Jim Potter

Jim's father and grandfather worked at Knole from 1909

Interviewed by Daphne Eatwell

Workmen at Knole in Jim Potter's day | Photo courtesy of Jim Potter
Workmen at Knole in Jim Potter's day
Photo courtesy of Jim Potter

Jim remembers a way of life amongst the workers on the Estate that has now all but disappeared.


J.P:: They lived in the cottages in the Weald Road

And  you were still living there at that time, were you, or had you married and moved on?

J.P:: My parents were still living there. The idea was at Knole if you worked for the estate you or whoever’s left, stayed there until such time as you could or wanted to move. It was totally free right the way through and of course you never paid any rent because that was rent-free. But Dad would drop a packet of fags to Margaret’s father and some vegetables would come, a lot of that went on, and the gamekeeper often had a brace of rabbits or something. My mother was adept at skinning the rabbits.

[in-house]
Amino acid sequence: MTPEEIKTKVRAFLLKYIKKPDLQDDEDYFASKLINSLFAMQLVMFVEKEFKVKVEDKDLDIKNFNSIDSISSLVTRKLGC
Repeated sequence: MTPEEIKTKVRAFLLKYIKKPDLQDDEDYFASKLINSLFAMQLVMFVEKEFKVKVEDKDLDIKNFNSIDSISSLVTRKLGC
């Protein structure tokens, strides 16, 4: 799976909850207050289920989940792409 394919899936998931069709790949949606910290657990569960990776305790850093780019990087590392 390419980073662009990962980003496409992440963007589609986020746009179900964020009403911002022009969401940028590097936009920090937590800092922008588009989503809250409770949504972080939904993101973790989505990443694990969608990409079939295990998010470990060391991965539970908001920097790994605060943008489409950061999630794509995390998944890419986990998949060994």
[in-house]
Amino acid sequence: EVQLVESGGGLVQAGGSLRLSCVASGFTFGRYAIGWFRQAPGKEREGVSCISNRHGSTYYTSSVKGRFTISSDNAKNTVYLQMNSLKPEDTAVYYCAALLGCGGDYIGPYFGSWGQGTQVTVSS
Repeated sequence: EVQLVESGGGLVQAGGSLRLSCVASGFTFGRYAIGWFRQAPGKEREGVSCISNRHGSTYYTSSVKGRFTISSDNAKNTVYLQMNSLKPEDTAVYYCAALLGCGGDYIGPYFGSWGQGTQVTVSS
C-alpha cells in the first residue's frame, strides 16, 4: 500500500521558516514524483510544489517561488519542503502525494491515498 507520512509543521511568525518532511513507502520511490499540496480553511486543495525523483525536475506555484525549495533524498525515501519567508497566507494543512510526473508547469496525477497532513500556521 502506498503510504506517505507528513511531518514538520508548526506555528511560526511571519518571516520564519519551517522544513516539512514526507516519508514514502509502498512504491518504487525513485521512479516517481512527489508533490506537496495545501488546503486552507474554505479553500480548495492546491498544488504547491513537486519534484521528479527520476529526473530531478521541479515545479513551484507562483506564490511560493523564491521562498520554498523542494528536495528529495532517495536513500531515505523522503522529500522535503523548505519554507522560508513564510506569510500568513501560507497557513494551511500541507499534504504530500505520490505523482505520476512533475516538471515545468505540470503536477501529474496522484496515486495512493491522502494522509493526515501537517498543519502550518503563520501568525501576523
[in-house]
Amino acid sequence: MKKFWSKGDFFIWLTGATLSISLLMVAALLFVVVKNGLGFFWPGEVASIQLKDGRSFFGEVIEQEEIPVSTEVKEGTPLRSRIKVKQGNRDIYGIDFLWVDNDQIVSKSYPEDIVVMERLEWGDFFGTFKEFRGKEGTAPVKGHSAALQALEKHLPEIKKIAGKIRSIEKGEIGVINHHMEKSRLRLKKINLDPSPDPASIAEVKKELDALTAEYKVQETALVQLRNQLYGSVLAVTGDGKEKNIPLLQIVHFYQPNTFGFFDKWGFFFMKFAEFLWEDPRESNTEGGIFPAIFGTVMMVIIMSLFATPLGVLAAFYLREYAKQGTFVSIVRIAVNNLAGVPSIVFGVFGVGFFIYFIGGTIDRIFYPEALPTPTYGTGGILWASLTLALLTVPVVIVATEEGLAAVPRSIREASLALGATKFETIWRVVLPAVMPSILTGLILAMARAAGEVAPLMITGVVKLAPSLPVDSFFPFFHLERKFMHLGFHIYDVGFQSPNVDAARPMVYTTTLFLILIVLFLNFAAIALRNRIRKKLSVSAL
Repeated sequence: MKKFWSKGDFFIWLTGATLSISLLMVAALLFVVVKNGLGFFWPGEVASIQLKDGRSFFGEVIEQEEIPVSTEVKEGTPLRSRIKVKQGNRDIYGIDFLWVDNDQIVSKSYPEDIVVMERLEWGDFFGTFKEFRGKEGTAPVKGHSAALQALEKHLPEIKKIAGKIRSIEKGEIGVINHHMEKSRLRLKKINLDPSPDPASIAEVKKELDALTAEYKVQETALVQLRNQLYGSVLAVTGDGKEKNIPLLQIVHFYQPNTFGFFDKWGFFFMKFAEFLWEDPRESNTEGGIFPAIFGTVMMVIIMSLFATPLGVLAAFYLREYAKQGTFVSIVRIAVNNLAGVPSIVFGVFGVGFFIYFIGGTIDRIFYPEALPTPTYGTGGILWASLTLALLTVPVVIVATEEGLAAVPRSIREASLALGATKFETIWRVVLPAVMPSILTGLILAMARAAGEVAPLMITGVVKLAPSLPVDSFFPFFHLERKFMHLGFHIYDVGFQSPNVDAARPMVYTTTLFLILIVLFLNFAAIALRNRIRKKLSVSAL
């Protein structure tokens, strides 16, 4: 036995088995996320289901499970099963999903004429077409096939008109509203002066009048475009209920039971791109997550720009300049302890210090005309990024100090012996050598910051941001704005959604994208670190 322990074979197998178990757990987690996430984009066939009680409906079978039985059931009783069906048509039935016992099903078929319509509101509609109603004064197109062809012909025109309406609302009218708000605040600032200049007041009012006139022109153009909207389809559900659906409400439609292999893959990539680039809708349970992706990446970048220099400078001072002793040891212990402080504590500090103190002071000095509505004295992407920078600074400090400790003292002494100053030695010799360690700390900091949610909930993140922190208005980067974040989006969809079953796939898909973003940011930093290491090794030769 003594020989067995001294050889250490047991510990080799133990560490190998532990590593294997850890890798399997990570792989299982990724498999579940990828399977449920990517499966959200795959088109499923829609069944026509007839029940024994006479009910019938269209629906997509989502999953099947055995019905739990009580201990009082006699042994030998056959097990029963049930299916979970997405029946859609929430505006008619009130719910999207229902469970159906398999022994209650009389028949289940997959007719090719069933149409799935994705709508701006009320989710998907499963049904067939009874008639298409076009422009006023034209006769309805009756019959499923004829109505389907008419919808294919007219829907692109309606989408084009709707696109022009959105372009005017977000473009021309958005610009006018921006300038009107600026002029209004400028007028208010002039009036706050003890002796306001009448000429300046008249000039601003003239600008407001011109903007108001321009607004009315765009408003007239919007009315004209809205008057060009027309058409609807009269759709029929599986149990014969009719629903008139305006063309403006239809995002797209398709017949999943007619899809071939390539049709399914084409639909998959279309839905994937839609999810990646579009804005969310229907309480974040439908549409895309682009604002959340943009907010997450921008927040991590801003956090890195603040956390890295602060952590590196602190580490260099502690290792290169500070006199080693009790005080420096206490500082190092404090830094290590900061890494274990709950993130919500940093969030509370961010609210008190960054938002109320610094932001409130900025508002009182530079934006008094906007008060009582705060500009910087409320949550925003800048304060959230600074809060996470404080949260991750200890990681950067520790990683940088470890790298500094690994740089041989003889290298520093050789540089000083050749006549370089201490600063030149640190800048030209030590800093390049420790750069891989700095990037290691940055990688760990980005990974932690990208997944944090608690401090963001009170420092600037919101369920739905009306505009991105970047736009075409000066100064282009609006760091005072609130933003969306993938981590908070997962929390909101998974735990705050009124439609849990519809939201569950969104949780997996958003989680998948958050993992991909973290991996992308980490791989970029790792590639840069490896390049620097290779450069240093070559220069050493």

I had two aunts, maiden aunts, who lived with Grandad up at Weald Road. I can’t remember quite what happened but they were asked if they would come over and look after the wicket here, and they lived here for about three or four months to do the wicketkeeping. As far as I know, that was a sort of front room, post went in there and that sort of stuff to be delivered around. This was the kitchen and I think the bedrooms were upstairs. That’s the end of the lesson!

This page was added by Nicky Stitchman on 10/01/2014.

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